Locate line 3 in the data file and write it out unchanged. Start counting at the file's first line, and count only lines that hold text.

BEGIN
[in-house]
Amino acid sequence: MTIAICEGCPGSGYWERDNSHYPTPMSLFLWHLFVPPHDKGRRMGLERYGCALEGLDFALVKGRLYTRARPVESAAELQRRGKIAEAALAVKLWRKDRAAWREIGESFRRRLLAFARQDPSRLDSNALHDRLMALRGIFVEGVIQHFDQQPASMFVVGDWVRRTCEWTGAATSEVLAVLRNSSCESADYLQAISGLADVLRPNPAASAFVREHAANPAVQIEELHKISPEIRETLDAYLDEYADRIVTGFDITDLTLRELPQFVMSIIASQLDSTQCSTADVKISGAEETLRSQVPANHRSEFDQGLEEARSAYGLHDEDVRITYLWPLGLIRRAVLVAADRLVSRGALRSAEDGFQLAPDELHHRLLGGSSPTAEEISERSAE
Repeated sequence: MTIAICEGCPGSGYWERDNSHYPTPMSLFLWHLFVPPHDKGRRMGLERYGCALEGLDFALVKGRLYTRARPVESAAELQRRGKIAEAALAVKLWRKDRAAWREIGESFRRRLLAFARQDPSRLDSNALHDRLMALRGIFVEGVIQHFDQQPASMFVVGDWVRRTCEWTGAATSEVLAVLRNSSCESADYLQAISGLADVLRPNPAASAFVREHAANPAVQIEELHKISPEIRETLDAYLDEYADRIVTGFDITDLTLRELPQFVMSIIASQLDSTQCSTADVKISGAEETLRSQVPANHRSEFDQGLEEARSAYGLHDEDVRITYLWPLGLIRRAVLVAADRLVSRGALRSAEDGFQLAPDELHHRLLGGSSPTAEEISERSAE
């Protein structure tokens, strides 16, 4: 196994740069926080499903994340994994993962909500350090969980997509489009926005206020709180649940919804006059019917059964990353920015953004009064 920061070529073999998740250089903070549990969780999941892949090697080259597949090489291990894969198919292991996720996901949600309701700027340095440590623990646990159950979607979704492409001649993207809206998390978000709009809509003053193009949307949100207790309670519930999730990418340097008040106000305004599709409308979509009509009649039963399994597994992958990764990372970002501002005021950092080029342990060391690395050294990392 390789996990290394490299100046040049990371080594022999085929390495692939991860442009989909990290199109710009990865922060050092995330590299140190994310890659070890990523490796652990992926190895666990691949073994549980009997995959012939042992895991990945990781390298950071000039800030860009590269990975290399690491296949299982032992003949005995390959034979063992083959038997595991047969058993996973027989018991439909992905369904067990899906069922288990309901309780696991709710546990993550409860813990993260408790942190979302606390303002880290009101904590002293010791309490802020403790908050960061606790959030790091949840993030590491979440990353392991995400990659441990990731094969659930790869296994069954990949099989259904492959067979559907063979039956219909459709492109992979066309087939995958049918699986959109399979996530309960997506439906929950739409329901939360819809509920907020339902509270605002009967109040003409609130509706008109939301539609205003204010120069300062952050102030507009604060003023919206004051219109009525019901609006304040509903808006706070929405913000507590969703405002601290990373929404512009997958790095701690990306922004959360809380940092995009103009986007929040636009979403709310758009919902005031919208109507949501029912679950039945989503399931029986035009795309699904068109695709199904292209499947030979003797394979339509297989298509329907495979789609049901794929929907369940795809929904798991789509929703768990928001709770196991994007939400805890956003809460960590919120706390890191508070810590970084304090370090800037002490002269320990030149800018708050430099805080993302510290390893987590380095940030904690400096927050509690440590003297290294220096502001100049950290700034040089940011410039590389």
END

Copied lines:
Repeated sequence: MTIAICEGCPGSGYWERDNSHYPTPMSLFLWHLFVPPHDKGRRMGLERYGCALEGLDFALVKGRLYTRARPVESAAELQRRGKIAEAALAVKLWRKDRAAWREIGESFRRRLLAFARQDPSRLDSNALHDRLMALRGIFVEGVIQHFDQQPASMFVVGDWVRRTCEWTGAATSEVLAVLRNSSCESADYLQAISGLADVLRPNPAASAFVREHAANPAVQIEELHKISPEIRETLDAYLDEYADRIVTGFDITDLTLRELPQFVMSIIASQLDSTQCSTADVKISGAEETLRSQVPANHRSEFDQGLEEARSAYGLHDEDVRITYLWPLGLIRRAVLVAADRLVSRGALRSAEDGFQLAPDELHHRLLGGSSPTAEEISERSAE